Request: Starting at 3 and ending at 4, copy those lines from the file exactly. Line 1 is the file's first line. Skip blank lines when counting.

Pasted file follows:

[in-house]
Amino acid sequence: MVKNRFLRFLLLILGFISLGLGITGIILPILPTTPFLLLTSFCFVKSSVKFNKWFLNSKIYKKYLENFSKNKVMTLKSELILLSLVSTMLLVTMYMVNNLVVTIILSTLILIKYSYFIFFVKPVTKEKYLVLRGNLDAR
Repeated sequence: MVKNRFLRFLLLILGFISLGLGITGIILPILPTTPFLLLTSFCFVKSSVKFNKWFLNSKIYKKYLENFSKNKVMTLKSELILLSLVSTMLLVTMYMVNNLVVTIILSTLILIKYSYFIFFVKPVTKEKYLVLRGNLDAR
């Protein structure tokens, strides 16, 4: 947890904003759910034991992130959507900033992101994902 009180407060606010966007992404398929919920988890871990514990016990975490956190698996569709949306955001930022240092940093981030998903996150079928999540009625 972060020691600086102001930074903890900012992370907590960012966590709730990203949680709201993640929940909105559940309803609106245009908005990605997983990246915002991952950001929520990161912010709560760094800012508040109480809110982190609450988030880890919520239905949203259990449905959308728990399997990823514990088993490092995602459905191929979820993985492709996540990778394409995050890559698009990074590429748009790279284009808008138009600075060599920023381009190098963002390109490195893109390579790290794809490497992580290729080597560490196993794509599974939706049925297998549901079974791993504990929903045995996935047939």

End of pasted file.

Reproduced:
Repeated sequence: MVKNRFLRFLLLILGFISLGLGITGIILPILPTTPFLLLTSFCFVKSSVKFNKWFLNSKIYKKYLENFSKNKVMTLKSELILLSLVSTMLLVTMYMVNNLVVTIILSTLILIKYSYFIFFVKPVTKEKYLVLRGNLDAR
């Protein structure tokens, strides 16, 4: 947890904003759910034991992130959507900033992101994902 009180407060606010966007992404398929919920988890871990514990016990975490956190698996569709949306955001930022240092940093981030998903996150079928999540009625 972060020691600086102001930074903890900012992370907590960012966590709730990203949680709201993640929940909105559940309803609106245009908005990605997983990246915002991952950001929520990161912010709560760094800012508040109480809110982190609450988030880890919520239905949203259990449905959308728990399997990823514990088993490092995602459905191929979820993985492709996540990778394409995050890559698009990074590429748009790279284009808008138009600075060599920023381009190098963002390109490195893109390579790290794809490497992580290729080597560490196993794509599974939706049925297998549901079974791993504990929903045995996935047939």